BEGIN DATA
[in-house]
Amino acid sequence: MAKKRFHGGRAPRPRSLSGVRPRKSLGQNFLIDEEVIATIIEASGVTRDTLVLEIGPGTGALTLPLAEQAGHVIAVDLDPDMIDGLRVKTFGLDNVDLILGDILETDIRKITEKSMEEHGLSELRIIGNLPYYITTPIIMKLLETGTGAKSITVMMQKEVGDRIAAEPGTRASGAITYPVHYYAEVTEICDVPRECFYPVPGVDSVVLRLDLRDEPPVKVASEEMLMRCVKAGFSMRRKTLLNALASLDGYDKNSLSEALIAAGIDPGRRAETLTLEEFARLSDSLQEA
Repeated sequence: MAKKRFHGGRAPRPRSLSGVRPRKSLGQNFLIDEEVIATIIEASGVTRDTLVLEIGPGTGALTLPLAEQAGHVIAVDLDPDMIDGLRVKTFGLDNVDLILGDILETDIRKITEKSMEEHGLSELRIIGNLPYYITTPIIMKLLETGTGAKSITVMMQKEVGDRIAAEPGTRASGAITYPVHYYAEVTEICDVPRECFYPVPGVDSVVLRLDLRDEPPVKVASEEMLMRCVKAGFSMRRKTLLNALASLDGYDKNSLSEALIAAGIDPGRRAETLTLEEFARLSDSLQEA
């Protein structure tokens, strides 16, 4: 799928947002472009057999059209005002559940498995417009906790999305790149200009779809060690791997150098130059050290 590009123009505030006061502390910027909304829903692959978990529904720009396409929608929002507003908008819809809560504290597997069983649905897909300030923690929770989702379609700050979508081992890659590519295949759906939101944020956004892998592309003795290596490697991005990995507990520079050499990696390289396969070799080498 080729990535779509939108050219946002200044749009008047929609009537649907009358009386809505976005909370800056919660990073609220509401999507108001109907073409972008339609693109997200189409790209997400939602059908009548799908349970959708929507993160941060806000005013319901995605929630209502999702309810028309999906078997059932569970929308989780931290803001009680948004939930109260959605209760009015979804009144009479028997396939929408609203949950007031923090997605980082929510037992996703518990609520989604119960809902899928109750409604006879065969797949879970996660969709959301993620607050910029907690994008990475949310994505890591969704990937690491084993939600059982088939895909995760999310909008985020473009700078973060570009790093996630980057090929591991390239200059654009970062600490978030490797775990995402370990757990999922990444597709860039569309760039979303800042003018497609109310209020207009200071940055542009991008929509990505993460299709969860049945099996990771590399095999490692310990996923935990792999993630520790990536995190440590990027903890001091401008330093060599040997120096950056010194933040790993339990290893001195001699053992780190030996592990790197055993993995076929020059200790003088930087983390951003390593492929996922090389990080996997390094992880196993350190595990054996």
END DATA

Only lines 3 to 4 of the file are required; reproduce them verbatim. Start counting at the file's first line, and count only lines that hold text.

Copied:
Repeated sequence: MAKKRFHGGRAPRPRSLSGVRPRKSLGQNFLIDEEVIATIIEASGVTRDTLVLEIGPGTGALTLPLAEQAGHVIAVDLDPDMIDGLRVKTFGLDNVDLILGDILETDIRKITEKSMEEHGLSELRIIGNLPYYITTPIIMKLLETGTGAKSITVMMQKEVGDRIAAEPGTRASGAITYPVHYYAEVTEICDVPRECFYPVPGVDSVVLRLDLRDEPPVKVASEEMLMRCVKAGFSMRRKTLLNALASLDGYDKNSLSEALIAAGIDPGRRAETLTLEEFARLSDSLQEA
């Protein structure tokens, strides 16, 4: 799928947002472009057999059209005002559940498995417009906790999305790149200009779809060690791997150098130059050290 590009123009505030006061502390910027909304829903692959978990529904720009396409929608929002507003908008819809809560504290597997069983649905897909300030923690929770989702379609700050979508081992890659590519295949759906939101944020956004892998592309003795290596490697991005990995507990520079050499990696390289396969070799080498 080729990535779509939108050219946002200044749009008047929609009537649907009358009386809505976005909370800056919660990073609220509401999507108001109907073409972008339609693109997200189409790209997400939602059908009548799908349970959708929507993160941060806000005013319901995605929630209502999702309810028309999906078997059932569970929308989780931290803001009680948004939930109260959605209760009015979804009144009479028997396939929408609203949950007031923090997605980082929510037992996703518990609520989604119960809902899928109750409604006879065969797949879970996660969709959301993620607050910029907690994008990475949310994505890591969704990937690491084993939600059982088939895909995760999310909008985020473009700078973060570009790093996630980057090929591991390239200059654009970062600490978030490797775990995402370990757990999922990444597709860039569309760039979303800042003018497609109310209020207009200071940055542009991008929509990505993460299709969860049945099996990771590399095999490692310990996923935990792999993630520790990536995190440590990027903890001091401008330093060599040997120096950056010194933040790993339990290893001195001699053992780190030996592990790197055993993995076929020059200790003088930087983390951003390593492929996922090389990080996997390094992880196993350190595990054996």